Two reboiler designs, vapor throttling and condensate throttling, were studied to (1) quantify the conditions under which the condensate-throttling scheme is superior in terms of smaller area requirements and (2) compare the dynamic performance of the two alternatives when used on a distillation column. A design procedure which incorporates the process requirements at the maximum and minimum specifications is proposed. The following factors that affect the design were explored: heating medium, pressure level, turndown requirements, and heat-transfer coefficient. The condensate-throttling design saves heat-transfer area when the turndown ratio is quite large or when the pressure level of the heating medium approaches the critical pressure. The dynamic performance of the condensate-throttling reboiler is shown to be inferior to the vapor-throttling reboiler. Distillation column control is significantly degraded if the distillation time constant is less than about 4 times the reboiler time constant. Several control system changes and process modifications are presented that improve the dynamics of the condensate-throttling design. Introduction The main energy input to a distillation column is supplied either by steam at an appropriate pressure or by some process vapor in a heat-integrated scheme. In both cases, it is necessary to tightly control the energy input to the distillation column. The purpose of this paper is to investigate how two different reboiler configurations (vapor throttling and 0888-5885/88/2627-2293$01.50/0
condensate throttling) affect the design and control of distillation columns. Different energy input sources (steam at several pressures and several hydrocarbons) were considered so that the results are also applicable for heat-integrated systems. A. Description of the Two Alternative Systems. 1. Vapor-Throttling Design. In the vapor-throttling scheme, the control valve is placed in the vapor supply line 0 1988 American Chemical Socidty
2294 Ind. Eng. Chem. Res., Vol. 27, No. 12, 1988
Figure 2. Condensate-throttling scheme.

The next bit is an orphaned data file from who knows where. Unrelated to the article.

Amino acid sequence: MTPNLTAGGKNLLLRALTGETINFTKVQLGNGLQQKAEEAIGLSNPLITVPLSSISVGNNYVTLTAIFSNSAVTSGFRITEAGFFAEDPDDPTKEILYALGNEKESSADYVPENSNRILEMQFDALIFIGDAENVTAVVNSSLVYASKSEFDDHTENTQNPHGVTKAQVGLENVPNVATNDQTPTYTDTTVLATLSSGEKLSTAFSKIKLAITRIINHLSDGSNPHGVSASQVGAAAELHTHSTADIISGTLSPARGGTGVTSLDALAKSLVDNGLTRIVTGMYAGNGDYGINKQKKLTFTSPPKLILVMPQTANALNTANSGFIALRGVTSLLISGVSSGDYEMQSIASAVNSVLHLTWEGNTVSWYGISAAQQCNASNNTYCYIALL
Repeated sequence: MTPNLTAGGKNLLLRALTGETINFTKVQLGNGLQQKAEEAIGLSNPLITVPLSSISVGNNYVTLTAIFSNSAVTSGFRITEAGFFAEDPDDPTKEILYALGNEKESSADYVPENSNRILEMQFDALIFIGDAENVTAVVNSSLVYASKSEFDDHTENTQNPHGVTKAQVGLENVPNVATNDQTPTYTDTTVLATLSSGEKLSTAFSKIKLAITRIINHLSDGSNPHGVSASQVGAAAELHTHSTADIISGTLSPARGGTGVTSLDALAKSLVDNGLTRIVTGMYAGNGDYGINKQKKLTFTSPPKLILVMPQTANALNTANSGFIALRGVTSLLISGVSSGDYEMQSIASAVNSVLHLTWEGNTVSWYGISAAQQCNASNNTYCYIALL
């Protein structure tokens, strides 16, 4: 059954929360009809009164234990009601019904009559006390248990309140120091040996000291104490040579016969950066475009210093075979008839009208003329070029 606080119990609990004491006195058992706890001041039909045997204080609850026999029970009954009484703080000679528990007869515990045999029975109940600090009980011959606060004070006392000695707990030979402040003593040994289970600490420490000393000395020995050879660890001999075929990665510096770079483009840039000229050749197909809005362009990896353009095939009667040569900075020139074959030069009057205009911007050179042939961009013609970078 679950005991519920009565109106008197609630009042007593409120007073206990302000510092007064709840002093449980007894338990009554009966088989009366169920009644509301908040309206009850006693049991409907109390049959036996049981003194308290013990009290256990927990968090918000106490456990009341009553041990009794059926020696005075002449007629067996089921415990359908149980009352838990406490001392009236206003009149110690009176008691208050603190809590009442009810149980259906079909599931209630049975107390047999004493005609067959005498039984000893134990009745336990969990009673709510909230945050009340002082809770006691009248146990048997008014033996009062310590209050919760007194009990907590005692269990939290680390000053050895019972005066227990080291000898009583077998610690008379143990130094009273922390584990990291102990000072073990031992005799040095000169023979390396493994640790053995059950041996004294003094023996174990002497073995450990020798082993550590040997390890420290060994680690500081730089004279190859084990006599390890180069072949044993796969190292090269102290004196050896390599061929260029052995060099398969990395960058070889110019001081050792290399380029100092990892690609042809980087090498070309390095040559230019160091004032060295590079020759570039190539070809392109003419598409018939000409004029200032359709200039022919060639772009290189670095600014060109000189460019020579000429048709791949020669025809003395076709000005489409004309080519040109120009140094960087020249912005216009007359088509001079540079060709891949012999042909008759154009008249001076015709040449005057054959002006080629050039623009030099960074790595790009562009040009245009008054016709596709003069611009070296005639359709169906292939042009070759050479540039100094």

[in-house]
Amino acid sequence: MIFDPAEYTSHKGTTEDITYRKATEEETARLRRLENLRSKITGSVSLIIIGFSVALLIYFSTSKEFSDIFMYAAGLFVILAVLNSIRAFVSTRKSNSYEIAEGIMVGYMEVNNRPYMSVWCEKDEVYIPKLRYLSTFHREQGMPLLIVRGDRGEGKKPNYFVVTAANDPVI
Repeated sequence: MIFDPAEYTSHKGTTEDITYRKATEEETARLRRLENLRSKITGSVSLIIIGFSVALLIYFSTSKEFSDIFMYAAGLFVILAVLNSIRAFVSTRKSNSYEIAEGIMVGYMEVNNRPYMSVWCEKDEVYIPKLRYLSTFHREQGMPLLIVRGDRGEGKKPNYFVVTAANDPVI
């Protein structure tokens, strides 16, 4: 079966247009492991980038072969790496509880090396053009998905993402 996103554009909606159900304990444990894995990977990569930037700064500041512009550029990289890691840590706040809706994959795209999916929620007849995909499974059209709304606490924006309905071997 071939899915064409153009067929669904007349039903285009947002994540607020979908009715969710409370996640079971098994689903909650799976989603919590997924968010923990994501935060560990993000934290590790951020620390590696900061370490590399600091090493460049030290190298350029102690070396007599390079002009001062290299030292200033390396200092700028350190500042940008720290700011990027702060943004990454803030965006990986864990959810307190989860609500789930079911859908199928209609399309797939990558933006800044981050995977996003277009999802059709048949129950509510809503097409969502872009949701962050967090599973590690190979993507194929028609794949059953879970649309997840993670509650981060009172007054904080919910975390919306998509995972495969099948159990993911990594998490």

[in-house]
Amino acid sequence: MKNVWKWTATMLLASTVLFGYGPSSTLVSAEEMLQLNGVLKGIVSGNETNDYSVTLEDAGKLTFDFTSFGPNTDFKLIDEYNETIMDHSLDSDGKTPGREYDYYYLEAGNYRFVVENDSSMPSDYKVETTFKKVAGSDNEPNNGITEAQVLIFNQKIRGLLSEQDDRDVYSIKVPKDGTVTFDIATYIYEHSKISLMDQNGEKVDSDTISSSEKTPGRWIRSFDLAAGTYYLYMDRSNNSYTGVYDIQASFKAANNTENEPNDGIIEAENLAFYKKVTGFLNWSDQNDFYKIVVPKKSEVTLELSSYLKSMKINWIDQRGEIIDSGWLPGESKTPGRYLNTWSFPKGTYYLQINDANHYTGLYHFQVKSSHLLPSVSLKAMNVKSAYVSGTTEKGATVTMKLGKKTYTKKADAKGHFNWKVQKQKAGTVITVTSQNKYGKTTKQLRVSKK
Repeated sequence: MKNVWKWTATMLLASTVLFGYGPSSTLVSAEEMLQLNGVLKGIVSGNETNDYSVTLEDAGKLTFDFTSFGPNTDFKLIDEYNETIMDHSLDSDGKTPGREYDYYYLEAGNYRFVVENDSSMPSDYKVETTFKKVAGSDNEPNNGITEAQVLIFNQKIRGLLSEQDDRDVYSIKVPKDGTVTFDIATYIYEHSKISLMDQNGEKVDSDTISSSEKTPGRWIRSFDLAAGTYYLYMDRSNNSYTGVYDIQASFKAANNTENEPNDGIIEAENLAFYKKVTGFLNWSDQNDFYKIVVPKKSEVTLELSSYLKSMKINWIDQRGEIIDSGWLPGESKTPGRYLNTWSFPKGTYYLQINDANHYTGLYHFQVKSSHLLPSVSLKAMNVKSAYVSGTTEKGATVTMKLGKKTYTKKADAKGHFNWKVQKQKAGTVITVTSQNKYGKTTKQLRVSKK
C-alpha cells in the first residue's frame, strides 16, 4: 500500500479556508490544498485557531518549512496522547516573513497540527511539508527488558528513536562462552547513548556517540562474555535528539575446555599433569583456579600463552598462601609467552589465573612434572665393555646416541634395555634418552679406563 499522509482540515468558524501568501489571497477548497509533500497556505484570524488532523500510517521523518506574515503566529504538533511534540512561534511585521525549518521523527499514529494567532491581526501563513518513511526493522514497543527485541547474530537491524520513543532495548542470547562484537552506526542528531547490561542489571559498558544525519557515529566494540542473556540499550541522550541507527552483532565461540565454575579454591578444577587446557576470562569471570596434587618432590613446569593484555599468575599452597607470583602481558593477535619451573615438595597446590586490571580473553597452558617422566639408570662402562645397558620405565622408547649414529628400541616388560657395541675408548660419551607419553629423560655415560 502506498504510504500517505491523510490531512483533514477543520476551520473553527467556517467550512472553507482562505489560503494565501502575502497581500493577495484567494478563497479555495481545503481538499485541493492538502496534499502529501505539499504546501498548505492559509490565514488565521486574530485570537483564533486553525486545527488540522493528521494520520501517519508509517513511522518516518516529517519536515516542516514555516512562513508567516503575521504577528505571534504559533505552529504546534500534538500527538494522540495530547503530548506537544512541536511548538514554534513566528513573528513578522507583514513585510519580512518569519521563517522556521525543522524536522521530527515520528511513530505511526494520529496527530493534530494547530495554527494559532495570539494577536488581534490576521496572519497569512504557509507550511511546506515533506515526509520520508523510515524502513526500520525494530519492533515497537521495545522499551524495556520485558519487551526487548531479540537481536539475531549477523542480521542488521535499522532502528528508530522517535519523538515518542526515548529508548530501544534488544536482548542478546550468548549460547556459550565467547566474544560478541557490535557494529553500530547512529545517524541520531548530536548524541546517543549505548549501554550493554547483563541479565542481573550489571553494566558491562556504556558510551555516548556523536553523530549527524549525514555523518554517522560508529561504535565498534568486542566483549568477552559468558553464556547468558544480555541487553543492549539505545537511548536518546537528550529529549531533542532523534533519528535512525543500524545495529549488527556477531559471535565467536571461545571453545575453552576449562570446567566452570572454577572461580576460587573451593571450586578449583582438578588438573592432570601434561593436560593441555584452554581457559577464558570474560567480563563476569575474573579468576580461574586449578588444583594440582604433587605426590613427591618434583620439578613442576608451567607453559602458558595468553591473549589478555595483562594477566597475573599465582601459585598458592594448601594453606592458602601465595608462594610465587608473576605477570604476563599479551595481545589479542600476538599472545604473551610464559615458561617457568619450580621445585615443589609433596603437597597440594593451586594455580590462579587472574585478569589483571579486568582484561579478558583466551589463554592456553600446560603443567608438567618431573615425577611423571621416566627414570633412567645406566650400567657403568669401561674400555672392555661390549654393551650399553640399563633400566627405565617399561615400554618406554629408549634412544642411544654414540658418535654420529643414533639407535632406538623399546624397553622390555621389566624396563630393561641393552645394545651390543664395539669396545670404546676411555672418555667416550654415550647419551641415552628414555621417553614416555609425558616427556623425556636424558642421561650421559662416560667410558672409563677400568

Figure 1. Vapor-throttling scheme.
(Figure 1). A trap or condensate tank must be provided. A pump may also be required to get the condensate into a storage tank. The rate of heat transfer is varied by changing the pressure of the vapor in the reboiler. At the maximum heat input, the control valve is fully open. Under these conditions, the pressure drop across the valve is at its minimum. A t any other heat input, the control valve is partially closed and the pressure drop is bigger. Because of the pressure drop across the valve, the saturation temperature of the heating medium downstream of the valve is lower than that at the supply pressure. This means that part of the driving force potential for heat transfer is lost. To compensate for this and to satisfy the energy input requirements, more heat-transfer area in the reboiler must be provided, and this increases the capital cost of the equipment. A large control valve is required. In the vapor-throttling design, the reboiler shell exhibits almost instantaneous dynamics. The big volumetric flow rate of the heating medium vapor inside the shell results in a very small residence time. Since the design is based on the assumption that the chest is drained under all conditions, the entire heat-transfer area is available for vapor condensation. Therefore, a change in the heat-input requirements of the process can almost instantaneously be satisfied. The cascade control scheme (Buckley et al., 1985) was chosen because it compensates for the heating medium disturbances coming into the system. In both the primary and the secondary loops, a PI controller was implemented. The tuning procedure was that of the maximum closedloop log-modulus specification (Luyben, 1973). The settings of the vapor flow controller are typical of most flow controllers: a wide proportional band and a fast reset time (Shinskey, 1979). 2. Condensate-Throttling Design. In the condensate-throttling design, the control valve is placed in the liquid outlet line (Figure 2). No trap is required in this case. The pressure in the reboiler is always equal to that of the supply pressure. The heat-transfer rate is varied by flooding the reboiler shell with condensate. The vapor flow is equal to the rate of condensation. The maximum heat flow will occur when the vapor chest is completely drained. If the condensate level is lowered too far, vapor will begin blowing through the valve. This condition can occur when the valve can carry more condensate than the reboiler can condense. The flow at which this limit is reached will decrease as the heat-transfer area fouls (Shinskey, 1984). If a low-level override is used, the system will be protected against such instances. As the condensate outflow is reduced, the level of condensate in the shell will rise, exposing less surface to the